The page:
Date of Award


Degree Type


Degree Name

Doctor of Philosophy (PhD)

Graduate Group

Physics & Astronomy

First Advisor

Masao Sako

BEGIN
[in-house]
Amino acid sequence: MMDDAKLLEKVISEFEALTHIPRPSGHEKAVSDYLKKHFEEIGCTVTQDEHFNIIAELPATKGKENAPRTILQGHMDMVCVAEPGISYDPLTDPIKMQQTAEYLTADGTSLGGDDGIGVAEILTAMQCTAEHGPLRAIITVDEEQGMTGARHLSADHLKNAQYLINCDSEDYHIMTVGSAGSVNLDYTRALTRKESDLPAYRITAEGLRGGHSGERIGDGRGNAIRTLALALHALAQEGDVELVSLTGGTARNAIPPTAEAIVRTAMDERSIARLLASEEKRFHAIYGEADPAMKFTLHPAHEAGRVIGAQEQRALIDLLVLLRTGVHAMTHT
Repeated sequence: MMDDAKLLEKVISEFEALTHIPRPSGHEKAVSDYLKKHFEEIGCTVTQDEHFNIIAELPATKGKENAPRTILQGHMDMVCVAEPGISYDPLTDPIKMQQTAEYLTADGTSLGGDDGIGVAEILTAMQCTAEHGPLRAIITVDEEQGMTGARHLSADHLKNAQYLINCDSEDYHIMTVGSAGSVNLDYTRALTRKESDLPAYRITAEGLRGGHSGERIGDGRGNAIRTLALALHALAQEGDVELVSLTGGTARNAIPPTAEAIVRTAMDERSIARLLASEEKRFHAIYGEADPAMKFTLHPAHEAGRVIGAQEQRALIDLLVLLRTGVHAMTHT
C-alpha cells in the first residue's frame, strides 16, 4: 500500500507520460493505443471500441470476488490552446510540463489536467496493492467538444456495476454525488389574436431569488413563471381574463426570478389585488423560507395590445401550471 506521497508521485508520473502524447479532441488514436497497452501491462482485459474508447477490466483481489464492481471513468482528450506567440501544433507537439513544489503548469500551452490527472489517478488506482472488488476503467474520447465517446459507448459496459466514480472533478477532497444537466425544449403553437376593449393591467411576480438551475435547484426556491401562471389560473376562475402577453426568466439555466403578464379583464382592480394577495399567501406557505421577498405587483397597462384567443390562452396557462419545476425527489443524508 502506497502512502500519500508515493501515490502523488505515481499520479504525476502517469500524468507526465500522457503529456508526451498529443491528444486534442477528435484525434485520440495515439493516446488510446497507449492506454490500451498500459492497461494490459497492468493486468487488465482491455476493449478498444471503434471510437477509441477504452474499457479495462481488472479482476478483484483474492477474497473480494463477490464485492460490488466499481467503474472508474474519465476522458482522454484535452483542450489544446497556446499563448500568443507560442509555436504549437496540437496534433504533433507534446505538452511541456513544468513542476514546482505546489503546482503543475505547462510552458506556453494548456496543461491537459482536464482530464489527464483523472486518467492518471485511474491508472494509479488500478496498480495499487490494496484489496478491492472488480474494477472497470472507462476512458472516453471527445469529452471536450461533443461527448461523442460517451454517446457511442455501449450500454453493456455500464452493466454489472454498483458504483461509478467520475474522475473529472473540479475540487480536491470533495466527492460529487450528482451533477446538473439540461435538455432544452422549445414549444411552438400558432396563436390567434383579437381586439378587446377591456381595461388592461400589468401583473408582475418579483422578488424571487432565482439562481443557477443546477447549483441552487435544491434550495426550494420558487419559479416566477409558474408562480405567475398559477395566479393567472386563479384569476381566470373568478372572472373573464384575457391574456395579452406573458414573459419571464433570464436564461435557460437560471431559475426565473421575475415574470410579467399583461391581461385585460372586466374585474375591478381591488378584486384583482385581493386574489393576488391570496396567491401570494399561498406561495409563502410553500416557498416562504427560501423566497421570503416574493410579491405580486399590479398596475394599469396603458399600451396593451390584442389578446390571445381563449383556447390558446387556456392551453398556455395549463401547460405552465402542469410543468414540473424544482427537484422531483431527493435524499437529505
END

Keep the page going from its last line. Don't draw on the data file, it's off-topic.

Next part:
The recent discovery of the accelerating expansion of the Universe and thus the existence of dark energy was made possible by the study of Type Ia supernovae. These thermonuclear explosions of white dwarfs are excellent standardizable candles that can be seen out to great distances and used to constrain cosmological parameters. However, in an era when modern surveys are discovering hundreds of Type Ia supernovae and upcoming surveys plan to find thousands more, we are no longer limited by statistics, but are now being limited by systematic uncertainties in supernova cosmology. Among these systematic uncertainties are the nature of the supernova progenitor and the effect of the environment on the progenitor. An excellent way to probe these systematics is through the study of the galaxies that host Type Ia supernovae. Correlations have been found between supernova properties and the physical properties of their host galaxies such as mass, metallicity, and star formation rate. In this dissertation, I use supernovae from the full three-year Sloan Digital Sky Survey II (SDSS-II) Supernova Survey and multi-wavelength photometry of their host galaxies to find evidence of a correlation between supernova luminosities and the age of their hosts, a possible proxy for progenitor age. I also detail a method of host galaxy identification, tested and applied to the many thousands of SDSS-II supernova candidates, which will be published in the upcoming final data release of the Supernova Survey. In addition, I present work in which I compute the luminosity functions for Type Ia supernovae and their host galaxies. This work and continuing work in this vein can help shed light on the nature of dark energy and improve the utility of Type Ia supernovae as cosmological distance indicators.

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